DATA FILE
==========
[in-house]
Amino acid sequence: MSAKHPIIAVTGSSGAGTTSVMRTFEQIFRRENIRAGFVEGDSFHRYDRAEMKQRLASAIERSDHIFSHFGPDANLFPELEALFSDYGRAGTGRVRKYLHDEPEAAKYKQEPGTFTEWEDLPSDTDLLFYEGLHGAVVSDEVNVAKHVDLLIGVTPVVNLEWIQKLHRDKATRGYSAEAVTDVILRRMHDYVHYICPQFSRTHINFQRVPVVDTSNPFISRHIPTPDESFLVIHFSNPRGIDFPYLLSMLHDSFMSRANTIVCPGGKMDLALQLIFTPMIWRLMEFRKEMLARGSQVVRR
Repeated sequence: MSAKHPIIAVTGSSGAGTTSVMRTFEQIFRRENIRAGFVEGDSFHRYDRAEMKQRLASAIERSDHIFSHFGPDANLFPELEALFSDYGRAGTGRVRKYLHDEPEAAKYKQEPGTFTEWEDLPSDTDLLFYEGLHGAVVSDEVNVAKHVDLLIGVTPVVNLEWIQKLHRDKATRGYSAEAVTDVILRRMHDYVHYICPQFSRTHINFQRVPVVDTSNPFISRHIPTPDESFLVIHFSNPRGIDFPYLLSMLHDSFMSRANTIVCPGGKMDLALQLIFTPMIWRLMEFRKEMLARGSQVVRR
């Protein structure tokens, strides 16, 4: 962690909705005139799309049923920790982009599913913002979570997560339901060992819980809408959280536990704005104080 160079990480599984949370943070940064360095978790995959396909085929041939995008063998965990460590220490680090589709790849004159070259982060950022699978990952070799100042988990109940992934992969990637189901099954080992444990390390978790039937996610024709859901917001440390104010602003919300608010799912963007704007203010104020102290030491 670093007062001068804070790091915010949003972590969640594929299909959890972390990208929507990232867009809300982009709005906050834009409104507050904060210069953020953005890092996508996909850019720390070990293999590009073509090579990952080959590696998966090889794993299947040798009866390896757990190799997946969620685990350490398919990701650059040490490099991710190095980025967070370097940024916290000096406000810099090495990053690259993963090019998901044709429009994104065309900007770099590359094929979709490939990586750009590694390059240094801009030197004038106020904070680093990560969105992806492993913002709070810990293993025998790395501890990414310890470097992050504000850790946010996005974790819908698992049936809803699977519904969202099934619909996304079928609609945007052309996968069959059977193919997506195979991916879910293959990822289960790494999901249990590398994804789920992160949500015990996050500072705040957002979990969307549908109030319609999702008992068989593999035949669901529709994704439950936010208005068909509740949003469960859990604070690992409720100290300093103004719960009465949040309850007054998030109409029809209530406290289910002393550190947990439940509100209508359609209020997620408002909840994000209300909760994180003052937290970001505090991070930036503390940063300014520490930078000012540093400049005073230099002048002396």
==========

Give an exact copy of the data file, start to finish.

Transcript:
[in-house]
Amino acid sequence: MSAKHPIIAVTGSSGAGTTSVMRTFEQIFRRENIRAGFVEGDSFHRYDRAEMKQRLASAIERSDHIFSHFGPDANLFPELEALFSDYGRAGTGRVRKYLHDEPEAAKYKQEPGTFTEWEDLPSDTDLLFYEGLHGAVVSDEVNVAKHVDLLIGVTPVVNLEWIQKLHRDKATRGYSAEAVTDVILRRMHDYVHYICPQFSRTHINFQRVPVVDTSNPFISRHIPTPDESFLVIHFSNPRGIDFPYLLSMLHDSFMSRANTIVCPGGKMDLALQLIFTPMIWRLMEFRKEMLARGSQVVRR
Repeated sequence: MSAKHPIIAVTGSSGAGTTSVMRTFEQIFRRENIRAGFVEGDSFHRYDRAEMKQRLASAIERSDHIFSHFGPDANLFPELEALFSDYGRAGTGRVRKYLHDEPEAAKYKQEPGTFTEWEDLPSDTDLLFYEGLHGAVVSDEVNVAKHVDLLIGVTPVVNLEWIQKLHRDKATRGYSAEAVTDVILRRMHDYVHYICPQFSRTHINFQRVPVVDTSNPFISRHIPTPDESFLVIHFSNPRGIDFPYLLSMLHDSFMSRANTIVCPGGKMDLALQLIFTPMIWRLMEFRKEMLARGSQVVRR
């Protein structure tokens, strides 16, 4: 962690909705005139799309049923920790982009599913913002979570997560339901060992819980809408959280536990704005104080 160079990480599984949370943070940064360095978790995959396909085929041939995008063998965990460590220490680090589709790849004159070259982060950022699978990952070799100042988990109940992934992969990637189901099954080992444990390390978790039937996610024709859901917001440390104010602003919300608010799912963007704007203010104020102290030491 670093007062001068804070790091915010949003972590969640594929299909959890972390990208929507990232867009809300982009709005906050834009409104507050904060210069953020953005890092996508996909850019720390070990293999590009073509090579990952080959590696998966090889794993299947040798009866390896757990190799997946969620685990350490398919990701650059040490490099991710190095980025967070370097940024916290000096406000810099090495990053690259993963090019998901044709429009994104065309900007770099590359094929979709490939990586750009590694390059240094801009030197004038106020904070680093990560969105992806492993913002709070810990293993025998790395501890990414310890470097992050504000850790946010996005974790819908698992049936809803699977519904969202099934619909996304079928609609945007052309996968069959059977193919997506195979991916879910293959990822289960790494999901249990590398994804789920992160949500015990996050500072705040957002979990969307549908109030319609999702008992068989593999035949669901529709994704439950936010208005068909509740949003469960859990604070690992409720100290300093103004719960009465949040309850007054998030109409029809209530406290289910002393550190947990439940509100209508359609209020997620408002909840994000209300909760994180003052937290970001505090991070930036503390940063300014520490930078000012540093400049005073230099002048002396």